A defector from the rebel group Isis has told a Scandinavian broadcaster that his former organization has terrorist sleeper cells in Sweden awaiting orders.
The man told Norwegian news network NRK: “There are cells awaiting orders, and there is more than one group.” NRK met the defector at a secret location in Turkey, near the border to Syria.
The man claimed to have a background as a special soldier for Isis (also known as the Islamic State or IS) and said he had defected from the terror group a few months ago.
Terror financiers operate freely in Qatar: U.S.
Qatar’s massive financial support of the most extreme Jihadist movements in the Middle East and North Africa is not exactly a secret – notwithstanding the sheikhdom rulers’ half-hearted denials, and the nominal membership of Qatar in the U.S.-led anti-ISIS coalition.
Qatar, with a small territory, about 250,000 citizens, and a lot of oil money – some derisively call it “a bank, not a country” — some years ago made the strategic decision that, in order be taken seriously as a regional actor, it had to do things differently. It could not compete with regional power-houses such as Egypt and Saudi Arabia, so it decided to undermine and weaken both countries by undermining and weakening their rulers and their allies in the region.
Qatar has been doing so in two ways.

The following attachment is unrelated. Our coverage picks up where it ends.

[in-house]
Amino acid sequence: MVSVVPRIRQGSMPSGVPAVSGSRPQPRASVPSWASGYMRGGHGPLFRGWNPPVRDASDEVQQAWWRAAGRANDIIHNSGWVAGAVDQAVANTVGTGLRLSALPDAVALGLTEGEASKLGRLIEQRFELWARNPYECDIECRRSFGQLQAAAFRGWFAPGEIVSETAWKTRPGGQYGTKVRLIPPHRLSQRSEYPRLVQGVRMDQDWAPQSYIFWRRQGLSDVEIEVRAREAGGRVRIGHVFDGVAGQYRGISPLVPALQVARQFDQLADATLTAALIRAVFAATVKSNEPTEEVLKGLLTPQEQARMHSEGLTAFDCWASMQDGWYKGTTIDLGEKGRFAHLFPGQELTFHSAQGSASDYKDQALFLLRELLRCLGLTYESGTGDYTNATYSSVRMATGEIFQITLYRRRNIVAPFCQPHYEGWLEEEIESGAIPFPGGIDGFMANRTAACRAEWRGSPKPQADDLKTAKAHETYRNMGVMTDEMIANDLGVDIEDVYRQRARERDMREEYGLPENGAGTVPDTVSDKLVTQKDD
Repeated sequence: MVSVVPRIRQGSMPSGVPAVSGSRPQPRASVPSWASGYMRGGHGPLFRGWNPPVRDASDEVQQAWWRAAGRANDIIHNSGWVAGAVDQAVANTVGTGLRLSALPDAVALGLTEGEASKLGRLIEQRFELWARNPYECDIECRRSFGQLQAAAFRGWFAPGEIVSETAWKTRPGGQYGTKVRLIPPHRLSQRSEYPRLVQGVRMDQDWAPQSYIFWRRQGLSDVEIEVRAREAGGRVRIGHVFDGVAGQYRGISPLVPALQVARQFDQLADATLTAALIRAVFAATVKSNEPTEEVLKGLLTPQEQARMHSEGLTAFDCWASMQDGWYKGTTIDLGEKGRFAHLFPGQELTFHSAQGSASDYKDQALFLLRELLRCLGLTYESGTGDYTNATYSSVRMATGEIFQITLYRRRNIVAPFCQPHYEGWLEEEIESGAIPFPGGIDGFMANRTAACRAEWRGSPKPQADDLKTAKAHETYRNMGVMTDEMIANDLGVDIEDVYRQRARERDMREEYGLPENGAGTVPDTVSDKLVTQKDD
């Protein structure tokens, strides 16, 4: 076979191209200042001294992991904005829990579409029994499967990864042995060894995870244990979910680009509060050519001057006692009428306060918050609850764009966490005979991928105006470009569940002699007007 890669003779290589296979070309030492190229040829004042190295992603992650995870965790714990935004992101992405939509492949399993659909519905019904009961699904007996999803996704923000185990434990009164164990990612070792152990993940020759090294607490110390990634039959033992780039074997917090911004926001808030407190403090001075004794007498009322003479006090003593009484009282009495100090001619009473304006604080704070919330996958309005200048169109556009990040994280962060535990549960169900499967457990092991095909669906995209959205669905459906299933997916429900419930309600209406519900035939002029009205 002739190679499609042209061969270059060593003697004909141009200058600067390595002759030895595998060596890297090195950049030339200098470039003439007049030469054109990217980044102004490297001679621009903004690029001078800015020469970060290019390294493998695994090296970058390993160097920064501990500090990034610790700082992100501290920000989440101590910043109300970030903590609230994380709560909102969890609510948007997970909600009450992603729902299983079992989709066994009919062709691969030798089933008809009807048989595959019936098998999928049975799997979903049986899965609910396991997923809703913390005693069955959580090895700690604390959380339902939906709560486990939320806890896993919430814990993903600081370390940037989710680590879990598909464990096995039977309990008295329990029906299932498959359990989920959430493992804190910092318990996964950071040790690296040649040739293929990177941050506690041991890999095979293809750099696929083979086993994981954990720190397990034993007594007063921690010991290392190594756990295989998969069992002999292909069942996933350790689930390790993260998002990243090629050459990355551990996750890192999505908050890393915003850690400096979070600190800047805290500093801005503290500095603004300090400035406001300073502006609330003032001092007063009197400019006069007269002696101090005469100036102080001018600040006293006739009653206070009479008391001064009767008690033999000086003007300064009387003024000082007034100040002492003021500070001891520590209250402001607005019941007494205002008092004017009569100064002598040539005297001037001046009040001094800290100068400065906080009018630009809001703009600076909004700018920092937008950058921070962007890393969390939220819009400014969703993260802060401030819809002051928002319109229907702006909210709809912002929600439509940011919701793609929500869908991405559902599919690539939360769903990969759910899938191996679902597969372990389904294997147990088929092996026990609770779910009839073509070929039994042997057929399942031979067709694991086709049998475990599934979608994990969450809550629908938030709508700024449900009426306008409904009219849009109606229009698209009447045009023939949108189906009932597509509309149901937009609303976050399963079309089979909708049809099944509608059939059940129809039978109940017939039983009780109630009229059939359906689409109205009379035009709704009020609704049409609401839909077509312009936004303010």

In November 1996 Qatar has launched Al Jazeera, which, in addition to some mainstream news reporting and relatively open studio debates and call-in shows, has been a tool of the Qatari government in its propaganda and disinformation campaign to undermine the governments of Saudi Arabia, Egypt, other Gulf Sheikhdoms, and other moderate states in the region (note that this applies to Al Jazeera in Arabic. The English-language Al Jazeera operates in a manner which is largely similar to Western news outlets).
The other way Qatar has sought to weaken moderate government in the region is by providing massive financial aid to Jihadist groups in Libya, Egypt, Tunisia, Yemen, Syria, Iraq, and the Palestinian Territories.
Notable, from the Los Angeles Times:
Putin vows to protect Ukraine separatists from defeat
Russian President Vladimir Putin has vowed to prevent the defeat of allied separatists in eastern Ukraine while clinging to his insistence that Russia hasn’t been involved in the deadly, 7-month-old conflict.
In an interview with Germany’s ARD television, Putin repeated his claim that ethnic Russians and Russian-speakers in Ukraine are in danger of repression by a Kiev leadership he suggested was plotting to oust them en route to creating a fascist state.